An Afghan judge temporarily rejected the trial of a Christian man who converted from Islam to Christianity and ordered unknown corrections to his file, according to the convert's lawyer.
The trial of Said Musa, an amputee who had worked for the International Committee for the Red Cross, was rejected on Sept. 27, said the lawyer with Advocates International (name withheld for security reasons), who recently arrived in Afghanistan to take the case.
"We understand this to mean that the judge ordered the Attorney General to effect some correction of what is on file," explained the lawyer, Washington-based International Christian Concern reported Monday. "In terms of Afghan law, Said is entitled to receive a copy of the indictment and to peruse the evidence, if any on file, so as to file affidavit(s) countering any damaging allegations therein. Said had not received such a document and our own inquiry at the Attorney General had no success."
Musa, 45, was arrested in May and has since been detained. He was targeted by the government after a nationally televised broadcast by Noorin TV station showed images of Afghan Christians being baptized and worshipping. He was seen in several of the televised videos. According to AsiaNews.it, another convert by the name of Ahmad Shah, 50, was arrested and detained in June also in connection with the Noorin TV program.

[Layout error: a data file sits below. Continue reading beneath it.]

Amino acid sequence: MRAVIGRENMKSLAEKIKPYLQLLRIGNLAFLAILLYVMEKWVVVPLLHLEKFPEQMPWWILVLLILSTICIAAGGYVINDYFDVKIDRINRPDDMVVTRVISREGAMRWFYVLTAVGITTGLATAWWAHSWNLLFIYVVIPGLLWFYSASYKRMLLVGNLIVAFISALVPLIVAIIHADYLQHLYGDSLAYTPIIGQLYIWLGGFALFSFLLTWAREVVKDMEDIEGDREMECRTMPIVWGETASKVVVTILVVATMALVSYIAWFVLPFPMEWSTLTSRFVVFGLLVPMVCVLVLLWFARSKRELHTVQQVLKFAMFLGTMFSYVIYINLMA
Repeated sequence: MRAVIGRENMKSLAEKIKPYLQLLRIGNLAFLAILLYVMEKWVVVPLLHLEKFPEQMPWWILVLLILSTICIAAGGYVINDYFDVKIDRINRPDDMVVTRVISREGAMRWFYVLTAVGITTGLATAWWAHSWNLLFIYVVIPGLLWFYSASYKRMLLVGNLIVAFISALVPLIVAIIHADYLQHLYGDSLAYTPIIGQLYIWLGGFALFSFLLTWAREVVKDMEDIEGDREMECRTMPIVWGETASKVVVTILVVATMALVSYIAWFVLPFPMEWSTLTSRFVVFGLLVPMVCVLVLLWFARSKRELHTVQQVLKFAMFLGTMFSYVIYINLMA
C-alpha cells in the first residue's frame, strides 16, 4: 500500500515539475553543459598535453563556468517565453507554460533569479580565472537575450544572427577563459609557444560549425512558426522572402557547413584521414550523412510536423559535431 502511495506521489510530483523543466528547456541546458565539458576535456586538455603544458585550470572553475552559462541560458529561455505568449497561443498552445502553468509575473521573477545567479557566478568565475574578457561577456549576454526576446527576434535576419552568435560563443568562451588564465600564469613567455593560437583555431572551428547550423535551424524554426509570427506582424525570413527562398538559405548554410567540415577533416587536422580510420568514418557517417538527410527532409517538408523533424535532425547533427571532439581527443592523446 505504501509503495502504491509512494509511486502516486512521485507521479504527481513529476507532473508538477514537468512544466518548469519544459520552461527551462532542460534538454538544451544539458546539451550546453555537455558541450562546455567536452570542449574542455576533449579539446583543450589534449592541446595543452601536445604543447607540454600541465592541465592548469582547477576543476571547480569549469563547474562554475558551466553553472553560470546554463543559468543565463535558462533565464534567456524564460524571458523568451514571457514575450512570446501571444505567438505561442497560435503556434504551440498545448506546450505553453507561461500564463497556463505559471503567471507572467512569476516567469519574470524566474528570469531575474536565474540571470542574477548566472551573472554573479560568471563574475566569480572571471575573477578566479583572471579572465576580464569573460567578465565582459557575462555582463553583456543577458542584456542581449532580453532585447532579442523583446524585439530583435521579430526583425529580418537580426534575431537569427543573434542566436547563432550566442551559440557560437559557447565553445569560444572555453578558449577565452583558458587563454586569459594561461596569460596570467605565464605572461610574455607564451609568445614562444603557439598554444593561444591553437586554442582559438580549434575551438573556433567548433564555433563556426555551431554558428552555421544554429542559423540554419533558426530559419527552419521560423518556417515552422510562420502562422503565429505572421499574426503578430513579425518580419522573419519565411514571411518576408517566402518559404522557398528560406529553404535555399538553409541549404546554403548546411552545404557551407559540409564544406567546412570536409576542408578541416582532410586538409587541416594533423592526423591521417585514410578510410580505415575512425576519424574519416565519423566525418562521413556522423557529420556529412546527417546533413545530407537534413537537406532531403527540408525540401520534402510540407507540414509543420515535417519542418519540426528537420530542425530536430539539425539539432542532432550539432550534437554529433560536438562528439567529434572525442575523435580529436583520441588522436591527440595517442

Since his arrest, Musa has not been formally charged, given equal protection or legal representation. The AI lawyer has been denied the right to represent Musa in court. The lawyer, the only one so far willing to defend Musa, explained that Afghan law only allows legal representation in court for Afghan citizens by fellow citizens.
"This is indeed the law, but it is misapplied as it does not abrogate the right to consult any lawyer of your choice," said the AI lawyer. "While we are doing all we can to see Said our brother receive a more fair trial, we believe the charges should be withdrawn altogether. The right to choose who and what to believe is the most basic of rights, after the right to life."
ICC Regional Manager for the Middle East, Aidan Clay, said his rights group is currently working to find an Afghan lawyer to defend Musa given that the government has rejected the foreign attorney.
"However, if his trial resumes before the international community intervenes, he again may be without legal representation in court," said Clay in a statement Monday. "Afghan court officials have said that his punishment may very likely be the death sentence. It is time for the international community to condemn President Karzai's administration for allowing a human rights violation of this magnitude to occur"
According to ICC, Musa's case is on the meeting agenda of General David Petraeus and President Hamid Karzai on Wednesday.